On October 16, 2013, Advance Auto Parts entered into a definitive agreement to acquire General Parts International, Inc. (GPI), a leading privately held distributor and supplier of original equipment and aftermarket replacement products for commercial markets operating under the CARQUEST and WORLDPAC brands. The deal created the largest automotive aftermarket parts provider in North America.
General Parts International, with corporate headquarters in Raleigh, NC, has seen a significant rise in personnel since being acquired by Advance. Most of these added jobs are personnel from Roanoke, Minnesota or between the now redundant GPI positions being transferred to Raleigh.
In 2014 Advance Auto Parts began a Loyalty Program for "Do-It-Yourself" retail customers, named SpeedPerks. By enrolling in the loyalty program, the member will receive discounts off of purchases without the need of a card or point system. When a customer spends $30 in store before tax, a $5 off coupon will be sent in their email, for a $100 purchase before tax a $20 off coupon will be emailed to the member.
On September 30, 2015, Starboard Value LP, an activist investment firm disclosed a 3.7 percent stake in Advance Auto Parts. Through a letter to Chief Executive Darren Jackson and a keynote presentation published on Starboard's website, Starboard Values believes that Advance Auto Parts shares have the potential to reach $350 each if the company takes steps to improve profit margins. The presentation also stated that "Advance Auto Parts has substantially underperformed compared to peers on almost any measure, including operating margins, revenue growth, and total shareholder return." Roanoke, Virginia-based Advance Auto's sales have missed market expectations in four of the past six quarters. Starboard Value LP was behind the ouster of the entire board of restaurant operator Darden Restaurants Inc last year, owners of the Red Lobster/Olive Garden restaurants. Under market pressure in November 2015, Darren Jackson elected to resign his position as CEO effective January 2, 2016. On April 4, 2016, Advance announced Frito-Lay North America CEO Tom Greco would succeed Jackson as CEO. In the 16 months following Greco's appointment, Advance Auto stock has plummeted (45%).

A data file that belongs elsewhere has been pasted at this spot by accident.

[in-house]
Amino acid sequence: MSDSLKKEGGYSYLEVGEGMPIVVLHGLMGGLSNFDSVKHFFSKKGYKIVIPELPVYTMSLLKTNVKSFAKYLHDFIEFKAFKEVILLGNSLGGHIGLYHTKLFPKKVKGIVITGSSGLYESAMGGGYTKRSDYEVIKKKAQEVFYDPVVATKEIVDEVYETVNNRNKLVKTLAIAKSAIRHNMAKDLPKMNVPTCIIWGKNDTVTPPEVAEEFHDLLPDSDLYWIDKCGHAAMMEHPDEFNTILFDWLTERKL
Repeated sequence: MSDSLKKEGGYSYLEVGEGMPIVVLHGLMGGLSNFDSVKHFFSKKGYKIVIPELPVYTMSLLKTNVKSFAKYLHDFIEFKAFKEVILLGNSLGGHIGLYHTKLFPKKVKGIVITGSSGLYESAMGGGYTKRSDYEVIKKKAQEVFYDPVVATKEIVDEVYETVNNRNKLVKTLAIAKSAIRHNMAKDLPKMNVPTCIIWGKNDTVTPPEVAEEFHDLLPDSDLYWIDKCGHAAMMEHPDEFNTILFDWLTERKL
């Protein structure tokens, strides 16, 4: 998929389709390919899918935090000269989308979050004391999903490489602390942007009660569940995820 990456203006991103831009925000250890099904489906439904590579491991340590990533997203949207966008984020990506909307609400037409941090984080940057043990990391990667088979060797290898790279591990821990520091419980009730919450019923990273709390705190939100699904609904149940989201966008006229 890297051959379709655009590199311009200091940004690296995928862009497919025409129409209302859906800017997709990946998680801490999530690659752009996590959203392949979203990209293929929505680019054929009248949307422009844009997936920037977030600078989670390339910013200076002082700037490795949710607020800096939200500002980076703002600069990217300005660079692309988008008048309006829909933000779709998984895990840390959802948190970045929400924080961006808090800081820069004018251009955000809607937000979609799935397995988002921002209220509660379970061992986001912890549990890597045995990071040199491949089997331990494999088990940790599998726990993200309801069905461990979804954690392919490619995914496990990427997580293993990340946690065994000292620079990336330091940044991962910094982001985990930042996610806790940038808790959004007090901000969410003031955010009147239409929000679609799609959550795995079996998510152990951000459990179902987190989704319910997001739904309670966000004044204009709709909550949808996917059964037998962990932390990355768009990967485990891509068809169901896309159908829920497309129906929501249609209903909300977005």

As of 2017 Advance Auto Parts shares are mainly held by institutional investors (The Vanguard Group, Wellington Management Group, BlackRock, State Street Corporation, Lazard and others).
Advance Auto Parts is the largest automotive aftermarket retailer in the United States based on sales and store count. The company premiered on the Fortune 500 list of companies in 2003 at No. 466 and has remained on the list since that time. As of June 2014, it was ranked at No. 1,412 on the Forbes magazine "World's Biggest Public Companies" list.
Advance has received recognition for charitable contributions. The company has been named an "elite partner" for its fundraising for the Juvenile Diabetes Research Foundation (JDRF), having donated more than $42 million since 1994. Advance acts as an aggregator for the largest portion of the donations for JDRF, collecting monies from both walk-in customers and commercial business through the sale of paper sneakers, that once purchased by the customer are displayed on the store windows.